Over the next 18 months, the BBC will auction 285,000 vinyl records, almost all of which are duplicates in its extensive recording archive. The first auction, promoted by Omega Auctions, a British auction house specializing in record sales and Souvenirs From the world of music, it will take place on the 30th of the month and includes rare recordings from groups such as The Beatles, Pink Floyd – that is, the first two albums of the band, which also included Syd Barrett -, Black Sabbath, David Bowie or the German religious group Megaton. .
In addition to the vinyl records, which range from classical to jazz and various subgenres of popular music – the covers of which are almost always affixed to BBC paper cards – the 421 lots in this first auction also include vintage televisions, radios and other equipment from the BBC Collection BBC, British public broadcaster.
With the vinyl record trade on the rise – it would be necessary to go back to 1990 to find figures higher than those recorded in the UK in 2023, with 5.9 million records sold – the BBC's initiative to auction part of its collection is one that has sparked great interest, as Confirmed by the bids already submitted on location From Omega Auctions, some are well above the maximum estimate suggested by the auctioneer.
Interested parties can bid now ConnectedThe auction house will also allow potential buyers to observe the records On site Its headquarters are in Newton-le-Willows, in Lancashire, northwest England. The auction will take place inside the room starting at 9am on January 30, and the opening price will correspond to the highest bid received by the lot in question in the meantime. Connected.
Some pieces consist of a single disc, such as the eponymous (and only) album by the ephemeral German rock band Megaton, created and disbanded in 1970, which already has a bid price of £320 (€373), or the English version in 1970. The man who sold the world (1971), by David Bowie, with the famous cover showing the musician leaning on a piece of music A chaise longue He wears a women's dress, in which producer Tony Visconti's first name is incorrectly spelled with a double “n.” The latter has already received five bids Connected Its price reaches £440 (513 euros), which is above the auctioneer's maximum expectations.
There are also multi-disc collections, such as Collection 46, which combines Pink Floyd's first two albums, The flute at the gates of dawn (1967) and A bowl of secrets (1968), which at the eleventh bid had already doubled the £250 (€291) predicted by Omega Auctions, or, say, a bundle of six different editions of the album Please make me happyWritten by The Beatles, originally released in 1963.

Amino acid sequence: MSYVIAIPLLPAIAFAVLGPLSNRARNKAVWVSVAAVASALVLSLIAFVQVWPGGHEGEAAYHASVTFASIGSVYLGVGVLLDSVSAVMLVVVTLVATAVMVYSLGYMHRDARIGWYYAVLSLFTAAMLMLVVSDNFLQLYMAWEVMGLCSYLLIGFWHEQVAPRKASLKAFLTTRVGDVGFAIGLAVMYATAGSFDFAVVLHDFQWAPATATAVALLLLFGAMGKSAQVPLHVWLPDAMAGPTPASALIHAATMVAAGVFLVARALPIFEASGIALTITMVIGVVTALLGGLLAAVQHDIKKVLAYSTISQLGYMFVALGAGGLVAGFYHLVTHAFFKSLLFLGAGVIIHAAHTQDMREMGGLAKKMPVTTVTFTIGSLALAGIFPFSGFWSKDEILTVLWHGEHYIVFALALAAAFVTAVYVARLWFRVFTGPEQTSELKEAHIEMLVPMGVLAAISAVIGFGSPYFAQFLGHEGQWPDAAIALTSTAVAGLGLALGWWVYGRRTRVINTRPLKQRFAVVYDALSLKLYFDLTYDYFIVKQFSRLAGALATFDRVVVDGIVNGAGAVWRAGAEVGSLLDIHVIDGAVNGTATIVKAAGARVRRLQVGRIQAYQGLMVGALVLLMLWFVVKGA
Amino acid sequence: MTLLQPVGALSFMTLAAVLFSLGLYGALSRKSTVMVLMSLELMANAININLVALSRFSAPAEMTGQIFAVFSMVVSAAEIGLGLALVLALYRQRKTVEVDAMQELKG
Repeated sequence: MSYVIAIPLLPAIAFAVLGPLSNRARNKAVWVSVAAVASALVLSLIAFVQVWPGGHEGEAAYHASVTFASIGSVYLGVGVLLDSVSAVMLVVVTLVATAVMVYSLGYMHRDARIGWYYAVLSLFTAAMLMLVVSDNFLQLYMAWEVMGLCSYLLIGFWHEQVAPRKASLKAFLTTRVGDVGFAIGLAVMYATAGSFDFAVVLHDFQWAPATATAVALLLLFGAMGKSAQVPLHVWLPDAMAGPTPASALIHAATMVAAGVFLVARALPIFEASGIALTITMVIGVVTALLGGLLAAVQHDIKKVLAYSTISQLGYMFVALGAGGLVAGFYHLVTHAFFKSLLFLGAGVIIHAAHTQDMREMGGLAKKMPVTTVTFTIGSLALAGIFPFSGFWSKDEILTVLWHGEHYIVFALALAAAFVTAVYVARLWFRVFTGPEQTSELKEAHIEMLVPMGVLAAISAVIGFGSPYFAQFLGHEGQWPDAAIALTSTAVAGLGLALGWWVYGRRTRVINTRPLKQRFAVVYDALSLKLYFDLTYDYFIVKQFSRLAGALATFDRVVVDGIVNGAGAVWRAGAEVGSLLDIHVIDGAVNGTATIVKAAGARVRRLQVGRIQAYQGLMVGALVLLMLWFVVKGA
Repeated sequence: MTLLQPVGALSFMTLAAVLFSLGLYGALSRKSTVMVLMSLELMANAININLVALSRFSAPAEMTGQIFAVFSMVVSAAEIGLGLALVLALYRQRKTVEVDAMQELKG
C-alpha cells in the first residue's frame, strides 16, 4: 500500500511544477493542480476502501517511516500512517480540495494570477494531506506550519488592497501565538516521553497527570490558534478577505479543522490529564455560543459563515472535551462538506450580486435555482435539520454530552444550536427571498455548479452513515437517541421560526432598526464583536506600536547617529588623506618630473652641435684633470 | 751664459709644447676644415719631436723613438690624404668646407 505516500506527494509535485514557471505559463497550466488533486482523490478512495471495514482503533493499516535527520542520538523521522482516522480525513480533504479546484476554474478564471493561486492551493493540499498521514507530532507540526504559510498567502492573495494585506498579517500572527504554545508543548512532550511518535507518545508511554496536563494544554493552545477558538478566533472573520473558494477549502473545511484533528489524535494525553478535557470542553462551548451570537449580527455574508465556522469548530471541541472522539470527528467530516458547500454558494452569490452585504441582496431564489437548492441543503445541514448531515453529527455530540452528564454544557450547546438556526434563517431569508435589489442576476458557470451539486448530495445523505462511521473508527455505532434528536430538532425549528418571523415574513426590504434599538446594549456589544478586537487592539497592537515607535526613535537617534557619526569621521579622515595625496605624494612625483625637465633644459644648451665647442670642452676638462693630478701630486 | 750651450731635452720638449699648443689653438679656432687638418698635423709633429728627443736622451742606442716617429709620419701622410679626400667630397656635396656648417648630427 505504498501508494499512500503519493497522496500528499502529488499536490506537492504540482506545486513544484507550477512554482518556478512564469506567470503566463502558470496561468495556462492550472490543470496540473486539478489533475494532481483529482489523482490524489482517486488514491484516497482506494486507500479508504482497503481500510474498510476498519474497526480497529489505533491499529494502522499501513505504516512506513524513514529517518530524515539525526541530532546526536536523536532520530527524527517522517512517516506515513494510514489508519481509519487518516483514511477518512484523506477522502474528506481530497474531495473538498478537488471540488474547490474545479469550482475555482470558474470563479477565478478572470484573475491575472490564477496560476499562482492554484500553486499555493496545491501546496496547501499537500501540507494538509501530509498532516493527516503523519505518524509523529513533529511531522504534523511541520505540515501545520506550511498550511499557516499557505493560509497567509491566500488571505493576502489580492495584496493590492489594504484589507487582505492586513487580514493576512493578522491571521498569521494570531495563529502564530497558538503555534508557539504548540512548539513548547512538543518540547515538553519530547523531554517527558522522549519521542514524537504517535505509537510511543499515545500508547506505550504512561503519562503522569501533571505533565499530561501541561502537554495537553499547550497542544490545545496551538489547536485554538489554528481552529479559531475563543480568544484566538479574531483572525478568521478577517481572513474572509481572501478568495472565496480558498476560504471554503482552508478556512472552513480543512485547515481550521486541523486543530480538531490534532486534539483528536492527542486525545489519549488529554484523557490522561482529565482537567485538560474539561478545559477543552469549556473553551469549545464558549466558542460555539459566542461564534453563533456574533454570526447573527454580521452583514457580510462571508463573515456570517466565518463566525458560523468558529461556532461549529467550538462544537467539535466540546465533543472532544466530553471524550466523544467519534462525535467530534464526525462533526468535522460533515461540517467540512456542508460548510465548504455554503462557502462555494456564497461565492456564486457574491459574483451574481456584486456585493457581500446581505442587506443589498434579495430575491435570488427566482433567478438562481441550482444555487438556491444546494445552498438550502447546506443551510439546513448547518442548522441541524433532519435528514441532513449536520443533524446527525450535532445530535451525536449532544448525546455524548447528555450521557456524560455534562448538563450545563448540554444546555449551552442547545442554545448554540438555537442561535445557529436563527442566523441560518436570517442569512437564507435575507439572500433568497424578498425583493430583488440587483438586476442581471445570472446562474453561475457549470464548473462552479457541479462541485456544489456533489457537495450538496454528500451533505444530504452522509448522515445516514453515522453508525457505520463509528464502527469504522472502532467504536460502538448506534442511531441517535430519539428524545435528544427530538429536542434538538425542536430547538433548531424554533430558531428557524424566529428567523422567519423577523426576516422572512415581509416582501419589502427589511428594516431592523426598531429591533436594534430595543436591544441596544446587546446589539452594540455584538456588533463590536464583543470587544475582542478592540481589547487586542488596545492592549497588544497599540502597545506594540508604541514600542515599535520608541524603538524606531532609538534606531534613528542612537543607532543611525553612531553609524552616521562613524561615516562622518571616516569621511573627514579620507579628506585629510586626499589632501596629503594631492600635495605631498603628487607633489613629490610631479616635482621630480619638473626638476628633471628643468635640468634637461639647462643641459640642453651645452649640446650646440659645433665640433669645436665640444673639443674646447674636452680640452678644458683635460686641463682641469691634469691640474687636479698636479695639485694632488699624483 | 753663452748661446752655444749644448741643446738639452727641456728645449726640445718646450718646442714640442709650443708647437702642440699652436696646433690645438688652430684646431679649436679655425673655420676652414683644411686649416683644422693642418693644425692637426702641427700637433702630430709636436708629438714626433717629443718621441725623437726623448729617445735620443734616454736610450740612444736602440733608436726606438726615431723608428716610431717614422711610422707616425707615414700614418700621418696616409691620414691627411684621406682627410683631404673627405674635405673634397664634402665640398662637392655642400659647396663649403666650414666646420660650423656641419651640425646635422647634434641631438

But some collections can contain hundreds of records, as happens with various selections from the catalogs of publishers such as Decca, RCA, Polydor or Deutsche Grammophon. Among the latter, Batch 384, which has not yet been released, presents a selection of no less than 614 albums, the total price of which is estimated at between 150 and 200 pounds.
Also among the higher-priced pieces is vintage equipment used in BBC studios, from consoles to microphones and illuminated advertisements. Or even a group of three devices classic A television, to which a cabinet has been added to simulate a television that may have been used as a prop.
In this first auction, the lot that Omega Auctions – estimated at between £500 and £700 (€816) – appears to be. Music of ancient Russia, a recording in which Odessa-born violinist Nathan Milstein (1904-1992) performs works by great Russian composers. Milstein, known for his recordings of Bach, is already represented in several pieces.
Jazz lovers will find gems here such as new Horizons (1960), by Tommy Whittle Quintet, O Triple (1967) for pianist Mike Taylor's trio. Other well-represented genres are progressive rock, punk or heavy metal, the latter, for example, with a collection collecting the original versions of the first three Black Sabbath albums, including the influential albums. Paranoidfrom 1970, but also albums by the Swedish Bathory or the American Sirith Ungol.
Announcing the auction, Omega Auctions, which will also be responsible for subsequent sales, wanted to reassure any critics of the decision, stressing that “this is not the entire BBC vinyl archive, which remains practically intact, but essentially duplicate copies, allowing the collection By changing its location and preserving it better in the future.
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